Why should interest be tax-preferred over dividends?
Consider how dividends relate to interest income. In the case of investing in companies, corporations can't deduct dividends, whereas they do deduct interest expenses, which favors debt over equity. That's proven to be bad tax policy since it contributed to excessive leverage and unsustainable debt levels, which are now crippling the economy today, as many deleverage.

For an investor, interest income and qualifying dividends shouldn't be taxed as ordinary income tax rates up to 35%. It's fair for interest income to be taxed up to 35%, since it's deducted by corporations saving tax at 35% corporate rates, or even other individuals saving taxes at up to 35% individual rates. So, it's a wash in the case of interest income and expense. By the way, this is another reason to keep corporate and individual tax rates the same. If you lower corporate rates to 25%, lower them for individuals to 25%, too.

Conversely, when corporations pay ordinary and qualifying dividends, they aren't tax deductible, so the corporation still has to pay the 35% rate. When the investor pays taxes on dividends, it's double taxation. In these cases, some could argue that dividends shouldn't be taxed at all. Perhaps a 15% double taxation rate is reasonable, considering that it's not double taxation in every instance and the rate isn't too high. But, shouldn't ordinary dividends also receive the lower tax rates? Otherwise, Congress should allow corporations to deduct dividends in the same manner they can deduct interest expenses to level the tax and financing playing field.

Keep lower capital gains and qualifying dividend tax rates at 15%. If Democrats propose hiking tax rates for the super rich, be very leery as they could expand that to others next.

Tax hikes on dividends and capital gains will depress growth
I hope Congress and the President will think twice about raising taxes on dividends and long-term capital gains and disallowing interest expenses. Tax hikes on financing could cripple growth, and that's what is needed most at this juncture in our fragile recovery. Europe is attacking finance and passing anti-growth austerity measures, it could plunge them into severe recession and further crisis. The U.S. can't afford those types of mistakes and Gov. Romney is absolutely correct about all this, too.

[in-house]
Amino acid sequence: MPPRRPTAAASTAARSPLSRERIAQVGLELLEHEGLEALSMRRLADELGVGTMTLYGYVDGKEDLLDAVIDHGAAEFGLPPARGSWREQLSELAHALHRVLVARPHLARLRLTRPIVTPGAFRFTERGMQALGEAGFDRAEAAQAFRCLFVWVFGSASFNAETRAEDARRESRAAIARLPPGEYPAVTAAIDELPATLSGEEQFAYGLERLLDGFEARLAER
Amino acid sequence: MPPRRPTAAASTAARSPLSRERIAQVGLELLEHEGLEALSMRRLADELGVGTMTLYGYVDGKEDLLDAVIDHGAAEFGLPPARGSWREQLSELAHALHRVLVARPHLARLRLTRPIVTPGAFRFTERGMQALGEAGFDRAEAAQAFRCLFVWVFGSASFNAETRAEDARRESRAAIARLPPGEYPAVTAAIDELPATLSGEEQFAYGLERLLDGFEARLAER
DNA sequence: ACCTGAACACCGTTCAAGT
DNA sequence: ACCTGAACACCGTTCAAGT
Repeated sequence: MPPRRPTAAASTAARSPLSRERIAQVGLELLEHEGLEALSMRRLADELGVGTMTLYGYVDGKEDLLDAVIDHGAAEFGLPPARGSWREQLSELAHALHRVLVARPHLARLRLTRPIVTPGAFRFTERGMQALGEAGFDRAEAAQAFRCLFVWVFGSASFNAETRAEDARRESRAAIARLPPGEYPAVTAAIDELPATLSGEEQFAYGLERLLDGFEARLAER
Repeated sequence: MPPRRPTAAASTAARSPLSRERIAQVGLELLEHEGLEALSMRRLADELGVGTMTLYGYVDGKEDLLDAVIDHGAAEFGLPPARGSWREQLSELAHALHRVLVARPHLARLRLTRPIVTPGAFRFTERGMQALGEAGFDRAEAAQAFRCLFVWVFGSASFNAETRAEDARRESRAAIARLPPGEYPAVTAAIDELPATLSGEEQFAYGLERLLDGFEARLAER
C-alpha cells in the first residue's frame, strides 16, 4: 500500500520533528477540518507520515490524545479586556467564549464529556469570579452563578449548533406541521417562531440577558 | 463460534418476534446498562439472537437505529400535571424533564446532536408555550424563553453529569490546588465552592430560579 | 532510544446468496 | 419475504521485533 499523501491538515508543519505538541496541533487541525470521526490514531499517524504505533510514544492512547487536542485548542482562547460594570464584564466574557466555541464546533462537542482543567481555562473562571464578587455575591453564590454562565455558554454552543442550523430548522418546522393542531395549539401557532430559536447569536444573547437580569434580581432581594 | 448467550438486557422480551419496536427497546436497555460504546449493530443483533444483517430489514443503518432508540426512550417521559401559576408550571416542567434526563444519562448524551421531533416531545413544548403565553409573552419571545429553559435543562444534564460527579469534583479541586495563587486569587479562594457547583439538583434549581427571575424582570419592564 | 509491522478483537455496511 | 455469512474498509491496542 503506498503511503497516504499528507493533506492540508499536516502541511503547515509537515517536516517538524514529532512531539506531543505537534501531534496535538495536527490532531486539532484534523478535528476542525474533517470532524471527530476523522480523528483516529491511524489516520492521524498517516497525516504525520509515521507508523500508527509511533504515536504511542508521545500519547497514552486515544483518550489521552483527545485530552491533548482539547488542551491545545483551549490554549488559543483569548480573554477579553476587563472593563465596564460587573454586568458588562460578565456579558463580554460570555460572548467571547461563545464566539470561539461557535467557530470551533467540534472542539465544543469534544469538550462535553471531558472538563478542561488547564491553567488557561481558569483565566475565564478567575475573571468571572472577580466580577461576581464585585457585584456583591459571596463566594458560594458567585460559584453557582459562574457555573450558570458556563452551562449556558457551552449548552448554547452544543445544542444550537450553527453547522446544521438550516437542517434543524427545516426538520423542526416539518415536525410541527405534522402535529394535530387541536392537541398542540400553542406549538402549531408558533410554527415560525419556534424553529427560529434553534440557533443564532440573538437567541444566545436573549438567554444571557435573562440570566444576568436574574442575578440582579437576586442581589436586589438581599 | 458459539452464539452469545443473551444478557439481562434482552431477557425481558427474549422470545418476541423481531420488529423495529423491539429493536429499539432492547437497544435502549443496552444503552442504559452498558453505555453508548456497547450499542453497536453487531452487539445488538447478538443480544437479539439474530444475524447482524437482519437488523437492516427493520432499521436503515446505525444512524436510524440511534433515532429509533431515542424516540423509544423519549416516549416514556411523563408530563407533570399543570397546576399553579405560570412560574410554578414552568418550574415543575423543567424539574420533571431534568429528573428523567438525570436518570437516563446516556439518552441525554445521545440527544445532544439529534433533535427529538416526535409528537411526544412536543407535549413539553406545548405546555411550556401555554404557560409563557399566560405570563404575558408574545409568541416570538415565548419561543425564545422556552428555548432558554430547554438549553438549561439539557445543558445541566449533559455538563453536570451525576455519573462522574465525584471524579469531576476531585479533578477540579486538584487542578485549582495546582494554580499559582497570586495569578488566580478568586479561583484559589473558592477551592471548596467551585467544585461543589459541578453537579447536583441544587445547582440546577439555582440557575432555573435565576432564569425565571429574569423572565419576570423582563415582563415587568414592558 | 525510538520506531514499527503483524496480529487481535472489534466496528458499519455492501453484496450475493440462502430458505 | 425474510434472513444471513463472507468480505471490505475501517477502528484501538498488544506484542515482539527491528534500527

The Bush tax cuts expire this year, raising taxes on dividends and capital gains
Caution, the qualifying dividend tax rate of 15% will expire at the end of 2012, so qualifying dividends will be taxed at the ordinary rate, which is headed higher, too. According to the Tax Policy Center report “Tax Rates on Capital Gains,” “the expiration of the Bush-era tax cuts and imposition of taxes associated with the 2010 healthcare legislation will boost the maximum tax rate on gains to 25 percent in 2013.”

Year-end tax planning
Get your dividends and long-term capital gains at lower rates in 2012 before these tax rates head higher in 2013. Will tax-rate selling affect the markets in Q4?

Bottom line
If the President wants billionaires like Mr. Buffett to pay more taxes, he should ask his friend to give the government more money, rather than fork over half his net worth to charity. President Obama needs to close the tax loophole for the double-dip charity tax break. Dividends are already double taxed, so don't triple tax them and depress growth.

By Robert A. Green, CPA and founder of Green & Company Inc. ( and

The preceding article is from one of our external contributors. It does not represent the opinion of Benzinga and has not been edited.


Related Articles (AMT)

View Comments and Join the Discussion!

Posted-In: Buffett Bush dividends Obama Romney taxesPolitics General